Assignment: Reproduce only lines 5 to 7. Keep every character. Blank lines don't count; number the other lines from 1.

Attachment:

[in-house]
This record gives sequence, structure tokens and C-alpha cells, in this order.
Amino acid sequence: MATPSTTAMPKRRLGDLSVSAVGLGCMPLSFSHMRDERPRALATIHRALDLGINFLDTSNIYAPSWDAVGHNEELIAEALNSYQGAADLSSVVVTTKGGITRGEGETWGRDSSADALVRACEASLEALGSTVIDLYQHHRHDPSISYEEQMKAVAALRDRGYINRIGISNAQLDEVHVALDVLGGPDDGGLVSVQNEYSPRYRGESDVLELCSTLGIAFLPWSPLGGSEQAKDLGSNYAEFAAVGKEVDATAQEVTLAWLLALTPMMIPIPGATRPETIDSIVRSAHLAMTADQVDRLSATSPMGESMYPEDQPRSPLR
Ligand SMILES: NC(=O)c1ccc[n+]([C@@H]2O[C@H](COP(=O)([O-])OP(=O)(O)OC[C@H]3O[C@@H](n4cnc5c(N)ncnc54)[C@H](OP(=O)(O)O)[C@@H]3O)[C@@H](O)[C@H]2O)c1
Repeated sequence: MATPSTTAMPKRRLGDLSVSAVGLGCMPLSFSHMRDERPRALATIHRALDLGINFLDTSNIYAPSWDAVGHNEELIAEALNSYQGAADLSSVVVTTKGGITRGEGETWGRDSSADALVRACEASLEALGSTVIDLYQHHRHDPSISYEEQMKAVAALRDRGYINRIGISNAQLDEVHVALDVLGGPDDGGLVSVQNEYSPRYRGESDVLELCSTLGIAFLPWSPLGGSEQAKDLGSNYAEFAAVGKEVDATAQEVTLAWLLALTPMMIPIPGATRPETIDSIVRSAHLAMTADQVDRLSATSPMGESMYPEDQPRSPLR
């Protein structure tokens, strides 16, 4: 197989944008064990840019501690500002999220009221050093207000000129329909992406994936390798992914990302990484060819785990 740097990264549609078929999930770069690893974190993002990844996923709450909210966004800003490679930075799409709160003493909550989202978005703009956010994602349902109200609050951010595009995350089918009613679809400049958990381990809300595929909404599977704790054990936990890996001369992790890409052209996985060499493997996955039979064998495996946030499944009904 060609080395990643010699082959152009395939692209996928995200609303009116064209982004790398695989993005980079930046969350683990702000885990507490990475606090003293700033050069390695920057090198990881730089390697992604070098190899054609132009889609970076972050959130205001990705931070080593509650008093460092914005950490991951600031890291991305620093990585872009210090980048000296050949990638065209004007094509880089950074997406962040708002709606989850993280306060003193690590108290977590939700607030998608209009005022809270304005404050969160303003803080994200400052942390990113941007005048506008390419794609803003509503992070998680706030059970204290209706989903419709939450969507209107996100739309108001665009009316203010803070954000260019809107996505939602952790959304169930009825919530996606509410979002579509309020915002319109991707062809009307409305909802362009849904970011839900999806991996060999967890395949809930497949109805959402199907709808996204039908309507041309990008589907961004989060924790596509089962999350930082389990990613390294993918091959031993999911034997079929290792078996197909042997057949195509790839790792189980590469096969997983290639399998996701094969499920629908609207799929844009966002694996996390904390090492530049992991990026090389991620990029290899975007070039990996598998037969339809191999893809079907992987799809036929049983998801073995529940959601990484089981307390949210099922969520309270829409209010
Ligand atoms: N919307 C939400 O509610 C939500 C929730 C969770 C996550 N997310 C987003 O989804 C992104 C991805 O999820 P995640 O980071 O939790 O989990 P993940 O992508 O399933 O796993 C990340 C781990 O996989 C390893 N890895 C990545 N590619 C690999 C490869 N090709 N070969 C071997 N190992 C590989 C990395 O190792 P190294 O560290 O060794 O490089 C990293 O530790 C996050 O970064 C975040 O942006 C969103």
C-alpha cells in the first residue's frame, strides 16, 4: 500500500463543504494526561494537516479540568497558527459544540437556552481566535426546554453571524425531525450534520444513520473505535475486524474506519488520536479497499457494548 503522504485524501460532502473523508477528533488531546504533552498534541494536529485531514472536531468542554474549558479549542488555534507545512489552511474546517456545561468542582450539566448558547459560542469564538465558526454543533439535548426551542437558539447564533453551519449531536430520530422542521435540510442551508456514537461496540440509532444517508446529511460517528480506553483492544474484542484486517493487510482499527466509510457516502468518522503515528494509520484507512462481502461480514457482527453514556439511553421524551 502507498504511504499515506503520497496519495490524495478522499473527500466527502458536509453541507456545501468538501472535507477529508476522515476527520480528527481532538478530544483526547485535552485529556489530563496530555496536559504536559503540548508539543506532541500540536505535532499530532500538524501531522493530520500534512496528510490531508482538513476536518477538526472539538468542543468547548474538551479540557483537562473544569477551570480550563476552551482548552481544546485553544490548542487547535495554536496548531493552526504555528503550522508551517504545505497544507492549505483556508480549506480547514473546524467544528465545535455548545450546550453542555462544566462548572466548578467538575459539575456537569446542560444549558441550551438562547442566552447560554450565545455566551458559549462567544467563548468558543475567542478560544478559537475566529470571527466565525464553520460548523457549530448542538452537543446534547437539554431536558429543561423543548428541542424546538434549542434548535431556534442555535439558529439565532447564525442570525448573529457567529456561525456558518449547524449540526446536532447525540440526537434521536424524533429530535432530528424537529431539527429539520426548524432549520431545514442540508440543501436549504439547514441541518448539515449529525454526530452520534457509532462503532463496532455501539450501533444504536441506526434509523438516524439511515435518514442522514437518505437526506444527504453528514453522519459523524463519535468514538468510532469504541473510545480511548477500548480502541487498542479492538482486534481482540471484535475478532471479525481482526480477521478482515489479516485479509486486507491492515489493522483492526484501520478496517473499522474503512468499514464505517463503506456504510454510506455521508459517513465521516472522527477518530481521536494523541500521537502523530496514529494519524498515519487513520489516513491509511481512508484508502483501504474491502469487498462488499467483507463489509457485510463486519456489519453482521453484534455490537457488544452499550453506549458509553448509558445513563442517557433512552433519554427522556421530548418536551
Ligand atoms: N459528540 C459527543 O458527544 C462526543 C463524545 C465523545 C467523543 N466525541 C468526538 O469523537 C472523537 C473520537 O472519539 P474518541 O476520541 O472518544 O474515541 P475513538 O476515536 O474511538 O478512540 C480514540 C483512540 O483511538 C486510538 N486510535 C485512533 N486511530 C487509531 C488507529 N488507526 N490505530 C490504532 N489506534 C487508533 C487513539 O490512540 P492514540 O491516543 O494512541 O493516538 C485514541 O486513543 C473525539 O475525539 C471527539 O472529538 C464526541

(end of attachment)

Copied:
Repeated sequence: MATPSTTAMPKRRLGDLSVSAVGLGCMPLSFSHMRDERPRALATIHRALDLGINFLDTSNIYAPSWDAVGHNEELIAEALNSYQGAADLSSVVVTTKGGITRGEGETWGRDSSADALVRACEASLEALGSTVIDLYQHHRHDPSISYEEQMKAVAALRDRGYINRIGISNAQLDEVHVALDVLGGPDDGGLVSVQNEYSPRYRGESDVLELCSTLGIAFLPWSPLGGSEQAKDLGSNYAEFAAVGKEVDATAQEVTLAWLLALTPMMIPIPGATRPETIDSIVRSAHLAMTADQVDRLSATSPMGESMYPEDQPRSPLR
């Protein structure tokens, strides 16, 4: 197989944008064990840019501690500002999220009221050093207000000129329909992406994936390798992914990302990484060819785990 740097990264549609078929999930770069690893974190993002990844996923709450909210966004800003490679930075799409709160003493909550989202978005703009956010994602349902109200609050951010595009995350089918009613679809400049958990381990809300595929909404599977704790054990936990890996001369992790890409052209996985060499493997996955039979064998495996946030499944009904 060609080395990643010699082959152009395939692209996928995200609303009116064209982004790398695989993005980079930046969350683990702000885990507490990475606090003293700033050069390695920057090198990881730089390697992604070098190899054609132009889609970076972050959130205001990705931070080593509650008093460092914005950490991951600031890291991305620093990585872009210090980048000296050949990638065209004007094509880089950074997406962040708002709606989850993280306060003193690590108290977590939700607030998608209009005022809270304005404050969160303003803080994200400052942390990113941007005048506008390419794609803003509503992070998680706030059970204290209706989903419709939450969507209107996100739309108001665009009316203010803070954000260019809107996505939602952790959304169930009825919530996606509410979002579509309020915002319109991707062809009307409305909802362009849904970011839900999806991996060999967890395949809930497949109805959402199907709808996204039908309507041309990008589907961004989060924790596509089962999350930082389990990613390294993918091959031993999911034997079929290792078996197909042997057949195509790839790792189980590469096969997983290639399998996701094969499920629908609207799929844009966002694996996390904390090492530049992991990026090389991620990029290899975007070039990996598998037969339809191999893809079907992987799809036929049983998801073995529940959601990484089981307390949210099922969520309270829409209010
Ligand atoms: N919307 C939400 O509610 C939500 C929730 C969770 C996550 N997310 C987003 O989804 C992104 C991805 O999820 P995640 O980071 O939790 O989990 P993940 O992508 O399933 O796993 C990340 C781990 O996989 C390893 N890895 C990545 N590619 C690999 C490869 N090709 N070969 C071997 N190992 C590989 C990395 O190792 P190294 O560290 O060794 O490089 C990293 O530790 C996050 O970064 C975040 O942006 C969103």